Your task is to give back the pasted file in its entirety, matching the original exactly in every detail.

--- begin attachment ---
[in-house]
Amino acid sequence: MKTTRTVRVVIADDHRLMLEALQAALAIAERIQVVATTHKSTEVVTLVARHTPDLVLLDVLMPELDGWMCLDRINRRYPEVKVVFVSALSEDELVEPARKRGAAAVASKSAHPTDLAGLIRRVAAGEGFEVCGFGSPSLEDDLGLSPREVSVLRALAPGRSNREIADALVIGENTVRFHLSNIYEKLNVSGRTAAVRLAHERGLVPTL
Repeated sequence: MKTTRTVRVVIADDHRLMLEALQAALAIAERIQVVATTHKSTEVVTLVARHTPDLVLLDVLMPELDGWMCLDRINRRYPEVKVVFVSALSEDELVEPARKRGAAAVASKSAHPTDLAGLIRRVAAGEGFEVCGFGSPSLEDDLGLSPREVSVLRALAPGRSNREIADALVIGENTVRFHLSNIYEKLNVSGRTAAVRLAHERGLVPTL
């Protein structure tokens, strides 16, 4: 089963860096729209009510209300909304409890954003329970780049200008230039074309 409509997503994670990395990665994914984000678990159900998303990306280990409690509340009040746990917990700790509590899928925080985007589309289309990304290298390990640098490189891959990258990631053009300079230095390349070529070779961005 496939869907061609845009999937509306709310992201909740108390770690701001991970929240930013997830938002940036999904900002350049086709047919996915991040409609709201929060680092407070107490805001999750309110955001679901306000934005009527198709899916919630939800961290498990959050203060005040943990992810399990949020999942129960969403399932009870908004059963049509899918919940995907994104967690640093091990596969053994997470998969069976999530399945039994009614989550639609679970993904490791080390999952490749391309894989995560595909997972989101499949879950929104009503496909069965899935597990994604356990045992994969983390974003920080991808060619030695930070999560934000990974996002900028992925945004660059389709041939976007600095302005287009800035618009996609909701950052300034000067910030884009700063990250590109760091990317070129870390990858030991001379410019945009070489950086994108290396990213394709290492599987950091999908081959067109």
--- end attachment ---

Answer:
[in-house]
Amino acid sequence: MKTTRTVRVVIADDHRLMLEALQAALAIAERIQVVATTHKSTEVVTLVARHTPDLVLLDVLMPELDGWMCLDRINRRYPEVKVVFVSALSEDELVEPARKRGAAAVASKSAHPTDLAGLIRRVAAGEGFEVCGFGSPSLEDDLGLSPREVSVLRALAPGRSNREIADALVIGENTVRFHLSNIYEKLNVSGRTAAVRLAHERGLVPTL
Repeated sequence: MKTTRTVRVVIADDHRLMLEALQAALAIAERIQVVATTHKSTEVVTLVARHTPDLVLLDVLMPELDGWMCLDRINRRYPEVKVVFVSALSEDELVEPARKRGAAAVASKSAHPTDLAGLIRRVAAGEGFEVCGFGSPSLEDDLGLSPREVSVLRALAPGRSNREIADALVIGENTVRFHLSNIYEKLNVSGRTAAVRLAHERGLVPTL
């Protein structure tokens, strides 16, 4: 089963860096729209009510209300909304409890954003329970780049200008230039074309 409509997503994670990395990665994914984000678990159900998303990306280990409690509340009040746990917990700790509590899928925080985007589309289309990304290298390990640098490189891959990258990631053009300079230095390349070529070779961005 496939869907061609845009999937509306709310992201909740108390770690701001991970929240930013997830938002940036999904900002350049086709047919996915991040409609709201929060680092407070107490805001999750309110955001679901306000934005009527198709899916919630939800961290498990959050203060005040943990992810399990949020999942129960969403399932009870908004059963049509899918919940995907994104967690640093091990596969053994997470998969069976999530399945039994009614989550639609679970993904490791080390999952490749391309894989995560595909997972989101499949879950929104009503496909069965899935597990994604356990045992994969983390974003920080991808060619030695930070999560934000990974996002900028992925945004660059389709041939976007600095302005287009800035618009996609909701950052300034000067910030884009700063990250590109760091990317070129870390990858030991001379410019945009070489950086994108290396990213394709290492599987950091999908081959067109």